Medicine Lodge in Barber County, Kansas — The American Midwest (Upper Plains)
The Grand Hotel
In January, 1884, Medicine Lodge citizens organized a stock company to build a first class hotel. Standiford Youmans & Co., a local business, donated the three lots at the corner of Main Street and Washington Avenue. The bricks for the structure were made here. The woodwork, furniture, and accessories were brought by ox team from the Harper railroad terminal. The Grand Hotel, the tallest building west of Wichita, opened on March 4, 1885, dazzling even the cowboys with its rich Brussels carpet, furniture of walnut and ebony with marble tops, paintings, tableware, and silverware. In 1898 the Grand was purchased by George W. Horney, who as a young cowboy in 1885 had made it his home. His son, George, and daughter, Sweet (Mrs. M.B. Skinner), in turn managed the Grand until her death in 1980.
Erected by the City of Medicine Lodge Bed Tax-Tourism Committee.
Location. 37° 16.783′ N, 98° 34.755′ W. Marker is in Medicine Lodge, Kansas, in Barber County. Marker is at the intersection of Main Street and Washington Avenue, on the left when traveling south on Main Street. Click for map. Marker is at or near this postal address: 124 South Main Street, Medicine Lodge KS 67104, United States of America.
Other nearby markers. At least 8 other markers are The First National Bank (about 300 feet away, measured in a direct line); Medicine Lodge Stockade (about 300 feet away); Peace Treaty Memorial (approx. 0.2 miles away); Barber County Veterans Memorial (approx. ¼ mile away); Carry Nation Home (approx. 0.3 miles away); Veterans Memorial (approx. one mile away); Medicine Lodge Peace Treaties (approx. 1.7 miles away); Gypsum Hills Scenic Byway (approx. 9.3 miles away). Click for a list of all markers in Medicine Lodge.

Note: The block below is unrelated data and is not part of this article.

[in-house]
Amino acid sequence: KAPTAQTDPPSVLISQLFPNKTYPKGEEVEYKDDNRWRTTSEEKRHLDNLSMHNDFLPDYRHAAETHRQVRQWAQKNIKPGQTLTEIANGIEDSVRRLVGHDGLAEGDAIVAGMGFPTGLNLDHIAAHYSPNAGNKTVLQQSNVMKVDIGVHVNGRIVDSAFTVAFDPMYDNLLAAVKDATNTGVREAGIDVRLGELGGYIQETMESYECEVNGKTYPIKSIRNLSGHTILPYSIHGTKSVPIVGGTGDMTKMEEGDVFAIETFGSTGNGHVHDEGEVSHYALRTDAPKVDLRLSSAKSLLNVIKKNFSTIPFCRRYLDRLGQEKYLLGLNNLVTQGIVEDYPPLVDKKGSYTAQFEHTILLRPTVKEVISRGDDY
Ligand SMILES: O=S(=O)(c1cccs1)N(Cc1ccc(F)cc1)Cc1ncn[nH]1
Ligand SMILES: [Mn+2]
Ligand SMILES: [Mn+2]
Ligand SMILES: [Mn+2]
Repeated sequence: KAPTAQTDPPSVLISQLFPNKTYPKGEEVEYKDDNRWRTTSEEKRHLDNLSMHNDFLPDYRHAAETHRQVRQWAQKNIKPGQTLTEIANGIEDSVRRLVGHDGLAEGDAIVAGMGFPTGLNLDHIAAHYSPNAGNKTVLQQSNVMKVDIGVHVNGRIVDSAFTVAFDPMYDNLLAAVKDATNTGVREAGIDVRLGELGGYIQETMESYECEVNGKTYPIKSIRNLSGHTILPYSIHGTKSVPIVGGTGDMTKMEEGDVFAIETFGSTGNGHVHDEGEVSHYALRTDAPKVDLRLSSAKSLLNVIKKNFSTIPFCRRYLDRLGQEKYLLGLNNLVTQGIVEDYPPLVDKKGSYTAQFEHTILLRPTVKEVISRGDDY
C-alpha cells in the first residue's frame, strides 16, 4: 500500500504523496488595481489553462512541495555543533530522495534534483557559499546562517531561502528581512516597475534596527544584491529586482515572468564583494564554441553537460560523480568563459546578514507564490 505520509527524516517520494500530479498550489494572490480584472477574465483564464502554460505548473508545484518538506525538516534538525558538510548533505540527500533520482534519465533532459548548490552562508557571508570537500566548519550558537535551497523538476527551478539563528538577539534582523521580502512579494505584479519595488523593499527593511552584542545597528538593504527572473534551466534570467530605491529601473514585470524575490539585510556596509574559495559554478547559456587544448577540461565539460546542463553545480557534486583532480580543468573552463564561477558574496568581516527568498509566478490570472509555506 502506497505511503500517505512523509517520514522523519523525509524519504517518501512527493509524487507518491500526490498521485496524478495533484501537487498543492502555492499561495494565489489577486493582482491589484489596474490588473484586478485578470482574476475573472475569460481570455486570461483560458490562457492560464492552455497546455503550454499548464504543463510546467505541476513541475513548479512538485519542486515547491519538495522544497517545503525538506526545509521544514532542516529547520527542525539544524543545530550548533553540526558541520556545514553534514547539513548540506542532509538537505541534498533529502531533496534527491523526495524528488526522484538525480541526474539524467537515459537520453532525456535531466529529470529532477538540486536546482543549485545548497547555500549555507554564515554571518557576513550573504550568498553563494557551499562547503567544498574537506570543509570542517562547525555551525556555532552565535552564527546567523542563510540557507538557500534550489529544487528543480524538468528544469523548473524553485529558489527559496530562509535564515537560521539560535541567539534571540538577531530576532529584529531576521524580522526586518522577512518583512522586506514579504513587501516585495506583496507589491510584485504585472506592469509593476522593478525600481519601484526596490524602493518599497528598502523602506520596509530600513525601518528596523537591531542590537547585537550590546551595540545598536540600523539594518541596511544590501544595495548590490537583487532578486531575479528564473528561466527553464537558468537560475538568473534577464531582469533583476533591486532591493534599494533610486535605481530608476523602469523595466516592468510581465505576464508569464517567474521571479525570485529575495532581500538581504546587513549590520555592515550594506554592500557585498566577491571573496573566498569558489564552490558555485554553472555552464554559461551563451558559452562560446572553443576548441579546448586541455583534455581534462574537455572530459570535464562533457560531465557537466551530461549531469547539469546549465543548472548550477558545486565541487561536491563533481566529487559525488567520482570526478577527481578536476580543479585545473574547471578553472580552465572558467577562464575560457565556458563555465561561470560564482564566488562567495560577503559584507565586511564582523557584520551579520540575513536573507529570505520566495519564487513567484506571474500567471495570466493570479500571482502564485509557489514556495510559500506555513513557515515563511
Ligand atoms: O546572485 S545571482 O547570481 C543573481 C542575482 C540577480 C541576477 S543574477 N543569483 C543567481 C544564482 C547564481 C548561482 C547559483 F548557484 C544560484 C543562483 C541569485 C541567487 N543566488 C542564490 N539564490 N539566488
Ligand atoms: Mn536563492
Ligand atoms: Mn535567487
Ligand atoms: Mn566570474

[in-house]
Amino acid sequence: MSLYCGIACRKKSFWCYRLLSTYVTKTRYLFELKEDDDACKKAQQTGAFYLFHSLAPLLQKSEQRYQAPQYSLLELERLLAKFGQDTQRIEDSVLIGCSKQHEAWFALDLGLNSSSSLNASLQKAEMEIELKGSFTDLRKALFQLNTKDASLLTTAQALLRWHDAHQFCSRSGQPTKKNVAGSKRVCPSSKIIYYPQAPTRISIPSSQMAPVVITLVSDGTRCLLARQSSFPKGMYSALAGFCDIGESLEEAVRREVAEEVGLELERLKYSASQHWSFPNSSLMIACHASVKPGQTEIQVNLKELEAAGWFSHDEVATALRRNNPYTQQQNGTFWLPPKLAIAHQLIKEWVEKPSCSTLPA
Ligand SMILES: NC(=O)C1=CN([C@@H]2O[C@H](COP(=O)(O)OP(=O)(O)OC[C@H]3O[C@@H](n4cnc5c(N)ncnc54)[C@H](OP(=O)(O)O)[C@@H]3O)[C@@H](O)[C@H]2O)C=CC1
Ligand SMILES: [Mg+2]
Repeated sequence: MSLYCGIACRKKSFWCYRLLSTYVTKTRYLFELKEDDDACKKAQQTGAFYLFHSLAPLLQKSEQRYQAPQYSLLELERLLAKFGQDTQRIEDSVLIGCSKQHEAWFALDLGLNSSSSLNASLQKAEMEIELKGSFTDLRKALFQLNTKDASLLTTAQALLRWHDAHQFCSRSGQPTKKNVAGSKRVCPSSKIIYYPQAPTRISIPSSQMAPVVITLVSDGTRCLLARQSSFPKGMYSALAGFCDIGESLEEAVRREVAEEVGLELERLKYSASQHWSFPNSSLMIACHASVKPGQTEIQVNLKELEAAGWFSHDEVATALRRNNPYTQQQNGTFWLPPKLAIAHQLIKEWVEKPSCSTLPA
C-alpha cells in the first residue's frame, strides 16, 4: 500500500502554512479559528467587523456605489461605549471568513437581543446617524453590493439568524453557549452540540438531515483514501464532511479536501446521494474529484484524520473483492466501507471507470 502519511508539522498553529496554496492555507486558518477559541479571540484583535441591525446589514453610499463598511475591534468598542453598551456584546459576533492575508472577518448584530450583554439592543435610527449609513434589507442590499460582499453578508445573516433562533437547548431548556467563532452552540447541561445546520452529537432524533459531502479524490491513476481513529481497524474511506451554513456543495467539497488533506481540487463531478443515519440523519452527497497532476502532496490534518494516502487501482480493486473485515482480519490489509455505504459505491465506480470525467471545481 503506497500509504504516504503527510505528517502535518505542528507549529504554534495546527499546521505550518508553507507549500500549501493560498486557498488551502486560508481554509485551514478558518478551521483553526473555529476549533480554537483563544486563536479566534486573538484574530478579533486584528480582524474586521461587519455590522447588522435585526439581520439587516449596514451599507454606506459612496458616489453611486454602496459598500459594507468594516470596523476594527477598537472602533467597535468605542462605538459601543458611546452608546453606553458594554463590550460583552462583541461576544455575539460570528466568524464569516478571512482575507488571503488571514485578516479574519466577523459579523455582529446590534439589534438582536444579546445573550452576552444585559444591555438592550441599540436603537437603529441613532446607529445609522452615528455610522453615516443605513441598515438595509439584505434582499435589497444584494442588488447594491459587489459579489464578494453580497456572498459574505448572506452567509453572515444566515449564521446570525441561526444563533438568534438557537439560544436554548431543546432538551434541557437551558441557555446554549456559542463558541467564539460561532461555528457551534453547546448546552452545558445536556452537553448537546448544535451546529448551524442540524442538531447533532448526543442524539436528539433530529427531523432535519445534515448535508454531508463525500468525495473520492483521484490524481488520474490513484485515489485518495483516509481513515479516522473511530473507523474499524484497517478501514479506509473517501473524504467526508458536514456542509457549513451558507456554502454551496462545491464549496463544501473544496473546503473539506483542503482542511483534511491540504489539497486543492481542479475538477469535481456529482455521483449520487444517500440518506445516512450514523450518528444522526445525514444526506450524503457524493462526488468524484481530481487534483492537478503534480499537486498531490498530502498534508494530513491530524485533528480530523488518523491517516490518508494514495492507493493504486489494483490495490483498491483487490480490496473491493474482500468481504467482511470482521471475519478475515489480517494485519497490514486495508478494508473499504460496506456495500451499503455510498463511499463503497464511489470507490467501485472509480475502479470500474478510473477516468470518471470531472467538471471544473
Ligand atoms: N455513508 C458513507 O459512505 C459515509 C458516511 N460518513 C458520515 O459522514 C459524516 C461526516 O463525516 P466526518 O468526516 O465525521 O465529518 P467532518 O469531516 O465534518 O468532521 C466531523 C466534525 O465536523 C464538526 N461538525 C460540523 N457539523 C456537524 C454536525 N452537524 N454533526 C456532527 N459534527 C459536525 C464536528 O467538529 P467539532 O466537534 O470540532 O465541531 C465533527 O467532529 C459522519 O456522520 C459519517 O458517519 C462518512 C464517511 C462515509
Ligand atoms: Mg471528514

Also see . . . The Grand Hotel, Medicine Lodge KS. (Submitted on May 8, 2013, by William Fischer, Jr. of Fort Scott, Kansas.)
Categories. • Entertainment • Industry & Commerce • Man-Made Features • Settlements & Settlers •
Credits. This page originally submitted on , by William Fischer, Jr. of Fort Scott, Kansas. This page has been viewed 285 times since then and 79 times this year. Photos: 1, 2, 3. submitted on , by William Fischer, Jr. of Fort Scott, Kansas. This page was last revised on June 16, 2016.